Oct 14 2015


When the Civil War came to San Antonio in the early Spring of 1861, stage travel was disrupted. For example, Saltmarsh’s Stage line was confiscated and D. A. Saltmarsh was arrested for disparaging the Confederacy. Stage travel continued to the major towns in Texas, however, schedules and routes were adjusted.

During the Civil War, Confederate States of America (CSA) mail left Brownsville (Sharkey’s Hotel) for San Antonio every Monday. The line required passengers to furnish their own provisions on the road. The line passed through Edinburg, Rio Grande City, and Oakville.

In 1862, the CSA opened bids for mail service from San Antonio to Corpus Christi and back via Graytown, Oakville, Gussettville, Echo, Casa Blanca, San Patricio and Nueces once a week. Another CSA line advertised its service in the local newspapers and provided service from San Antonio to Helena and back via Lodi and Panna Maria, once a week.

In February of 1865, San Antonio mercantile owners, Ward, Briggs, and Pancoast obtained a CSA mail contract and operated a four-horse mail coach service from San Antonio to Brownsville via Oakville, Rio Grande City, and Edinburgh.

Although mail lines continued to operate during the Civil War, few stage lines advertised in newspapers. Due to a shortage of paper, newspapers that continued to print during the War reduced circulation and included fewer advertisements. It may be appropriate to assume that fewer people traveled during the war and most transportation resources were diverted to military use.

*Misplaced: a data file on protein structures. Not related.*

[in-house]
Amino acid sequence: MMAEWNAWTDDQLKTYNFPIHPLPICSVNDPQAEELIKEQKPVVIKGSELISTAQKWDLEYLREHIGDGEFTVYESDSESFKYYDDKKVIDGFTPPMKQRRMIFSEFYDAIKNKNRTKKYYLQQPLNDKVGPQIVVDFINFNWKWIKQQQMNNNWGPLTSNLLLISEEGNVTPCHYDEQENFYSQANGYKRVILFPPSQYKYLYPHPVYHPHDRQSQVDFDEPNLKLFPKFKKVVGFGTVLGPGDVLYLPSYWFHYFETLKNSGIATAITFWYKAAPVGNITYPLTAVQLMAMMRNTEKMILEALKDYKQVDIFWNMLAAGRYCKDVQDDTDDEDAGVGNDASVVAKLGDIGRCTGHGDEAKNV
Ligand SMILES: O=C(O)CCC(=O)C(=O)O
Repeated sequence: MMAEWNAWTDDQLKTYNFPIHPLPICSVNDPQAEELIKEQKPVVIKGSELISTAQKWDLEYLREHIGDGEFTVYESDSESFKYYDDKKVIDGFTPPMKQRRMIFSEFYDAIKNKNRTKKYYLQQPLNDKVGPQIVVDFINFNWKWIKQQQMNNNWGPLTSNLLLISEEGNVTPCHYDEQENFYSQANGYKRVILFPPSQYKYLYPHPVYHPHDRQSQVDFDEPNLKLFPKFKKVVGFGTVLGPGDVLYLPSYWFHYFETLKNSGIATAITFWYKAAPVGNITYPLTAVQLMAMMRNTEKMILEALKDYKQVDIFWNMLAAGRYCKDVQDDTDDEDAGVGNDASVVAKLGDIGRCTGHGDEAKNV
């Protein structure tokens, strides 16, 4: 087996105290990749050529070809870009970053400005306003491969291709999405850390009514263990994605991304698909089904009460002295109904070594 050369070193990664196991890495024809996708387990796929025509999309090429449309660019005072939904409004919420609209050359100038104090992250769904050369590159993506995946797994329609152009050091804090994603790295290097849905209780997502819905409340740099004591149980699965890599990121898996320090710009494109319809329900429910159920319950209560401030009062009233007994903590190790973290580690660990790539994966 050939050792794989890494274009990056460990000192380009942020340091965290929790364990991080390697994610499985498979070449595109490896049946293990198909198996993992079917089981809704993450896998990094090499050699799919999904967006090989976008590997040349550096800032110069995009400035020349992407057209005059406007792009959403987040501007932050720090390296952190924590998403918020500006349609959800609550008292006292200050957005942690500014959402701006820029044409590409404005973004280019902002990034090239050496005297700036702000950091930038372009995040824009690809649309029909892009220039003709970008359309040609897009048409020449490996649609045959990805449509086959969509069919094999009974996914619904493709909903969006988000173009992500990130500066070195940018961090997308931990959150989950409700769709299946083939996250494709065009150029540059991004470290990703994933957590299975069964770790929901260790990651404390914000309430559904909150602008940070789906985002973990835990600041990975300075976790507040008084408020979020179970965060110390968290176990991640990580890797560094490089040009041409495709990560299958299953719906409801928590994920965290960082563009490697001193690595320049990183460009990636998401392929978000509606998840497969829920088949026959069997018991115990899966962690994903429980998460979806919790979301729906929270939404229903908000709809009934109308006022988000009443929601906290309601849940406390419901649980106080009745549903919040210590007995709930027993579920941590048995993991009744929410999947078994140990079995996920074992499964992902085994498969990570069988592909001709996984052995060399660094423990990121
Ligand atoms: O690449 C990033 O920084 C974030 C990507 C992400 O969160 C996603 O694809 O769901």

Bidding on Local Postal Routes

After the close of the Civil War, reliable stagecoach service became a priority for the post office and the traveling public. The local postal routes around San Antonio were described in the bidding process.

In 1874, the U. S. Post Office opened bidding for new mail routes, specified by number:

31130 - from Beeville, by Helena, Panna Maria, Floresville, and Utzville (now under Calaveras Lake) to San Antonio and back, 100 miles and back, three times a week. 

31131 - from San Antonio, by Graytown, Fairview, Belle Branch (no post office), Oakville, Gussettville, Echo, San Patricio, Sharpsburgh, and Nueces to Corpus Christi, 157 miles and back, three times a week.

31135 - from San Antonio, by Cottage Hill and Lavernia, to Sutherland Springs, 34 miles and back, three times a week.

In 1875, the Post Office opened bidding on new mail lines.

31160 - from Floresville to Sutherland Springs a distance of 15 miles three times a week each way.

31152 - from Sutherland Springs by Stockdale and Riddleville to Yorktown 39 miles and back three times a week.

31153 - from Sutherland Springs to Seguin and back 23 miles three times a week.

By the 1880, the Floresville Stage Line had an office in the Central Hotel in San Antonio with W. H. McAlpine acting as superintendent. In 1885, Cooper and Thomas had a hack line (a smaller two horse vehicle used for short distance runs) to Sutherland Springs from Floresville. A. G. Pickett also ran a hack line daily between Floresville and San Antonio. By January of 1886, the San Antonio and Aransas Pass Railroad had arrived in Floresville, making stage travel obsolete between Floresville and San Antonio.